Prioritizing Factors

When making a decision, prioritize significant factors. Common sense suggests that some factors in a process are more important than others  – and analysis supports this.

In reality, only 20 per cent of activities may account for up to 80 per cent of results. This is known as the Pareto rule, the “80/20” rule, or the principle of the “vital few and the trivial many”. When decisions-making, use the Pareto rule to sort your priorities. Giving every factor affecting a decision equal weight makes sense only if every factor is equally important; The Pareto rule concentrates on the significant 20 per cent and gives the less important 80 per cent lower priority.


When decision making, divide the relevant factors into categories. Prioritize them correctly, and allow time and effort accordingly so that vital aspects of a decision are not rushed and immaterial aspects do not consume too much time.


Thinking Strategically

Before you make a strategic decision, you must first gain a full understanding of the current situation. Get to know the general environment, comparative performances, external requirements, root causes of any performance gaps, and the price of inaction.

This five-stage “business case” works for both giants and small units. In any organization, there are questions you can ask yourself, such as:

What is happening in the marketplace, and does it work against us?

Where and why are we under-performing when compared with our competition?

What do our customers demand that we are unable to supply?

What negative results will follow if we do not take action immediately?


Deciding Where To Go

In an ideal situation, you work out where you want your organization to be, and then you make the necessary decisions to get there. Do this firstly by identifying shortfalls and setting them in context, and secondly by setting out the actions necessary to close the gaps. These activities will include:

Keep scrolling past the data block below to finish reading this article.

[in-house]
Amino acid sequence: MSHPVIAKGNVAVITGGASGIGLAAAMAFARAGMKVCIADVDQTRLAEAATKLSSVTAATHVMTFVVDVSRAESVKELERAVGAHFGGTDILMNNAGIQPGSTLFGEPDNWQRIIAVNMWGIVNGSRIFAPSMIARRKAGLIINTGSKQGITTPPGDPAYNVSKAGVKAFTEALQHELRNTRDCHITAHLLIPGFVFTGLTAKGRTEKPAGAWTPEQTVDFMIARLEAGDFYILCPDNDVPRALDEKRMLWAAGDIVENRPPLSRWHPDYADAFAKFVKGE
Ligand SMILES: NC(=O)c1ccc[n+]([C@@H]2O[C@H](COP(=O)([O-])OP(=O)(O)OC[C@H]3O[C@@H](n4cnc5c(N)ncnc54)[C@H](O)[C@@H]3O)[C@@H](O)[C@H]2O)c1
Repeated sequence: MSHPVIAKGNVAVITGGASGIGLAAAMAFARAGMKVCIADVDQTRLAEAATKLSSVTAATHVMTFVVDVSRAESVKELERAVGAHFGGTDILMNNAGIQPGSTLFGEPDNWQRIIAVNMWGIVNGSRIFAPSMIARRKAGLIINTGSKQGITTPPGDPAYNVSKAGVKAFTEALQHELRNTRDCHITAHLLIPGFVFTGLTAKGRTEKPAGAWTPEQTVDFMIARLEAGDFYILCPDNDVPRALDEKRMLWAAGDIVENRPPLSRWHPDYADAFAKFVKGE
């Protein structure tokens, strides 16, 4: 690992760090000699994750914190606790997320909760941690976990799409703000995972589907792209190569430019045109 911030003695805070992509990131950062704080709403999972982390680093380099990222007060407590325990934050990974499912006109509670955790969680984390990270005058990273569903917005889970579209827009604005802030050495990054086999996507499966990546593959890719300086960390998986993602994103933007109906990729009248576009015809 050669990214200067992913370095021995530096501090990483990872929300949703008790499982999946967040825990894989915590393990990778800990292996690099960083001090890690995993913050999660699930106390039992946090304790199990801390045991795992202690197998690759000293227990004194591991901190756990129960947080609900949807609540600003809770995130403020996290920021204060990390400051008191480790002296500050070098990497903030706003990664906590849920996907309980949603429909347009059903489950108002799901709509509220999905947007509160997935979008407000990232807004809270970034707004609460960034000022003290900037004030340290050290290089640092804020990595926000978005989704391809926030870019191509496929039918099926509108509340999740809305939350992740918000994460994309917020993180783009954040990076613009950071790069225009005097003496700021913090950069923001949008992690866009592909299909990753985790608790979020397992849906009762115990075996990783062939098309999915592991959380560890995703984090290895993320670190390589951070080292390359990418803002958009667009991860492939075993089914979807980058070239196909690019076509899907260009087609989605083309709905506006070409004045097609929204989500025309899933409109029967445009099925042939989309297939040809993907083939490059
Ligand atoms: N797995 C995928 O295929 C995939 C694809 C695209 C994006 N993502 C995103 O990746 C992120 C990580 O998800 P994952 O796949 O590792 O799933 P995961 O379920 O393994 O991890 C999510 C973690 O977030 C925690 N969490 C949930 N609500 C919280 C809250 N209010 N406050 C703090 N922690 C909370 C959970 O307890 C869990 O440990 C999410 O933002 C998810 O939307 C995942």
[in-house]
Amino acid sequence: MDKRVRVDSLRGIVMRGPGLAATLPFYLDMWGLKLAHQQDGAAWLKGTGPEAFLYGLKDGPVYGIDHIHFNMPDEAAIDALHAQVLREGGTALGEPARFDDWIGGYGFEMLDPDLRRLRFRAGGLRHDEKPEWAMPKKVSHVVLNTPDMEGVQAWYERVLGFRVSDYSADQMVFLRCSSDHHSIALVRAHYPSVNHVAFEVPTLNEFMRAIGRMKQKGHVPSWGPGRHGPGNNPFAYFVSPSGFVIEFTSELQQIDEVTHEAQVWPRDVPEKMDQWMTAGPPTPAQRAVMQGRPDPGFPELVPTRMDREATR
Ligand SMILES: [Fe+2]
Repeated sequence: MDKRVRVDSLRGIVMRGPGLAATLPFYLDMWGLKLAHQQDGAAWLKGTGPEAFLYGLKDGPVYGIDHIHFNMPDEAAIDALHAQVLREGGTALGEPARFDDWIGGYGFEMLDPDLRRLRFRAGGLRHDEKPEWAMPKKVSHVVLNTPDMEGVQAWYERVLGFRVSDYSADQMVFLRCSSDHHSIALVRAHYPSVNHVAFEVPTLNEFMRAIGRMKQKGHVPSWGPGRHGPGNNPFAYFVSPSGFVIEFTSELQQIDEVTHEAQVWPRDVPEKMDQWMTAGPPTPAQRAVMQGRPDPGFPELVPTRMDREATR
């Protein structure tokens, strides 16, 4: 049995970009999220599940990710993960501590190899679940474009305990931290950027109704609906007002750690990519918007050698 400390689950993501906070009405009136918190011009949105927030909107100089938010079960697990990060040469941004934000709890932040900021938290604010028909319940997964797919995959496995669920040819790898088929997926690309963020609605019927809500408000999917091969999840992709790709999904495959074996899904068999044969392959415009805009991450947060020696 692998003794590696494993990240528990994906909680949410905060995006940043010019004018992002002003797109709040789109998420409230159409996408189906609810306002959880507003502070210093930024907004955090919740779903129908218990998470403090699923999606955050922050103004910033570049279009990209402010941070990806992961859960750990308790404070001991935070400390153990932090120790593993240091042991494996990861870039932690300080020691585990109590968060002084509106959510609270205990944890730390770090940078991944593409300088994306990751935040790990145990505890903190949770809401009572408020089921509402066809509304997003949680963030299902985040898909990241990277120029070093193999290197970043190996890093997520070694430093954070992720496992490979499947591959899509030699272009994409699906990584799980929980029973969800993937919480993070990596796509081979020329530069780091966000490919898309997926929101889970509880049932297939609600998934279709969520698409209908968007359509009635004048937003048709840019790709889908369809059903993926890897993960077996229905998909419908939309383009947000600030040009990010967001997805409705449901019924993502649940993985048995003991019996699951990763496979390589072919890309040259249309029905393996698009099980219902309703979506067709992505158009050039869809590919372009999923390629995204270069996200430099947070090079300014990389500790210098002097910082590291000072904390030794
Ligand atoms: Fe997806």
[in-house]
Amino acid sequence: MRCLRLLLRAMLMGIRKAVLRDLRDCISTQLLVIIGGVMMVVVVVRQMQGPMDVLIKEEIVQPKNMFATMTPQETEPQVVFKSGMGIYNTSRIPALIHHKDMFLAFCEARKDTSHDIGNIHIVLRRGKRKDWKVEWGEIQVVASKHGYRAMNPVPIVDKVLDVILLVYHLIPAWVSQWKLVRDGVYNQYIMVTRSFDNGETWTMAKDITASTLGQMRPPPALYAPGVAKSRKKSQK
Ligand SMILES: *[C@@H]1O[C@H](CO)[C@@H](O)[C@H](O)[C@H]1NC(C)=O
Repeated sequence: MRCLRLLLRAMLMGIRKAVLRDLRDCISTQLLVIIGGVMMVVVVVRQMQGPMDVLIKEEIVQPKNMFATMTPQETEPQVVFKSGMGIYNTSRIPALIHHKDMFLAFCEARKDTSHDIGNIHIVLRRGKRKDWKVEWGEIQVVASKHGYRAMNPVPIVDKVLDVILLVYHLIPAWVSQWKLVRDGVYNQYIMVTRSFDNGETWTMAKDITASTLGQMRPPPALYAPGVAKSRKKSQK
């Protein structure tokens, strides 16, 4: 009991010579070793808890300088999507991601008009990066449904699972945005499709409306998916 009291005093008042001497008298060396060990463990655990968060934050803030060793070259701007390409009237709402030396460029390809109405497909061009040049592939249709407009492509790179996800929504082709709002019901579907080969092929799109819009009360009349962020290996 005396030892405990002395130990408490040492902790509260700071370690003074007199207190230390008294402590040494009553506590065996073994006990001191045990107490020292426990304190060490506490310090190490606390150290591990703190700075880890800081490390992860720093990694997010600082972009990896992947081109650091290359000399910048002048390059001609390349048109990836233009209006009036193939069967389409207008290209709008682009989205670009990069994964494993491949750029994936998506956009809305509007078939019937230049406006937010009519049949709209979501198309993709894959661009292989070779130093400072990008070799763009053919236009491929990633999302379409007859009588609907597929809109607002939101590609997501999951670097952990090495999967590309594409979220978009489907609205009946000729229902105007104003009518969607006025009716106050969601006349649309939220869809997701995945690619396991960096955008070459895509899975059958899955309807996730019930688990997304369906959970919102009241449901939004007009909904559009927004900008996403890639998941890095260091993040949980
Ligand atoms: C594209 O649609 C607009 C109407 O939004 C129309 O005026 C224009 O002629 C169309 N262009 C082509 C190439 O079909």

Correcting under-performance;

Meeting customers’ requirements

Removing the cause of shortcomings

Replacing threatened negative results with large benefits.


Each of these actions requires further decisions, all of which are taken within the overall decision to get from A (unacceptable) to B (acceptable).


Identify the problem

Find out where you are

Decide where you want to go



Approach different types of decision in different ways for good results.

If you are having problems making a decision, change your perspective.

Be aware of who will be affected by your decision.

Once a decision is clear, make it quickly rather than slowly.

Avoid rushing an important decision just because others expect it.

Be honest and objective when describing the current situation.

Be optimistic – but remain realistic – when planning your future objectives.

Bernard Taiwo

I am Management strategist, Editor and Publisher.

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Mon Aug 31 , 2020